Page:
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CCCC assisting Champion Homes with innovative training plan

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Click to enlarge,  Champion Homes is one of the largest homebuilders in North America, a company constructing affordable modular and mobile homes at a time when access to affordable housing is a real concern. Because of that growing market, Champion Homes in Lillington is hiring. Central Carolina Community College is assisting Champion Homes with an innovative training plan.

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Champion Homes is one of the largest homebuilders in North America, a company constructing affordable ... (more)

11.30.2020College & CommunityCollege General

LILLINGTON - You might think it cannot be hard to find employees to fill good, middle-class jobs, especially in this tough economic environment with high unemployment and companies restructuring in a global pandemic. But that's exactly the challenge Champion Homes is facing -- and why the company recently turned to Central Carolina Community College for help.

Champion Homes is one of the largest homebuilders in North America, a company constructing affordable modular and mobile homes at a time when access to affordable housing is a real concern. Because of that growing market, Champion Homes in Lillington is hiring. Not just a few people, says general manager Jim Johnson, but a lot. He's facing an urgent need for employees just to keep up with his current demand for the homes in the Southeastern United States.

"The current and foreseeable demand is clearly outweighed by our capacity to produce, so we're in an extreme growth mode here in Lillington," says Johnson. "I have an immediate need for 50 employees and have an empty plant sitting right next to me where I could put another 200 employees, if I could only get the workforce."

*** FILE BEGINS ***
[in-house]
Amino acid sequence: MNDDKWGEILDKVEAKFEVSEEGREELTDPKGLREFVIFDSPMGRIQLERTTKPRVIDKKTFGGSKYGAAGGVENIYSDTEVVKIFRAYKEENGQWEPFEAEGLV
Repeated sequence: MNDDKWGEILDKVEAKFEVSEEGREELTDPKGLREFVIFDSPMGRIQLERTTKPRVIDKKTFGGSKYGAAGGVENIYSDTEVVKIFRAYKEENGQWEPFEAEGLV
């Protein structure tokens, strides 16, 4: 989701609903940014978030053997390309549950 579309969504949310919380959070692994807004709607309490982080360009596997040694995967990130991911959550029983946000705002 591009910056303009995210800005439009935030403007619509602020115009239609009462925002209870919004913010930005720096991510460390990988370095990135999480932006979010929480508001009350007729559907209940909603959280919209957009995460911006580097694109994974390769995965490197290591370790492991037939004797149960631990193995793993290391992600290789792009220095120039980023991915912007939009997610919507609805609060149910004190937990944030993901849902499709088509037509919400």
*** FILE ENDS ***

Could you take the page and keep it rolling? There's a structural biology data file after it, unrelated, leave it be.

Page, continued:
So what's making it so difficult to hire qualified employees? Johnson says it's an overall decline in young people gravitating toward manufacturing jobs. With a stronger emphasis on four-year college, many people have forgotten that there are other paths to economic success. In his case, Johnson says Champion offers a good middle-class wage with paid holidays, vacation, medical and 401(k) plans. Houses are manufactured in a safe, indoor environment.

And with the need for affordable housing to continue for the foreseeable future, Johnson says Champion's "value proposition offers a long-term rewarding career, not just a job."

But with fewer people prepared for this kind of work, it's hard to find employees. "What all of us in industry are facing is the challenge of staffing our manufacturing plants," Johnson says, taking a broader view of the economic landscape. "The traditional methodology of hanging a help-wanted shingle out in front and getting a lot of applicants just isn't working."

To solve that problem, Champion Homes joined forces with Central Carolina Community College to develop an innovative plan that combines resources across the college and beyond.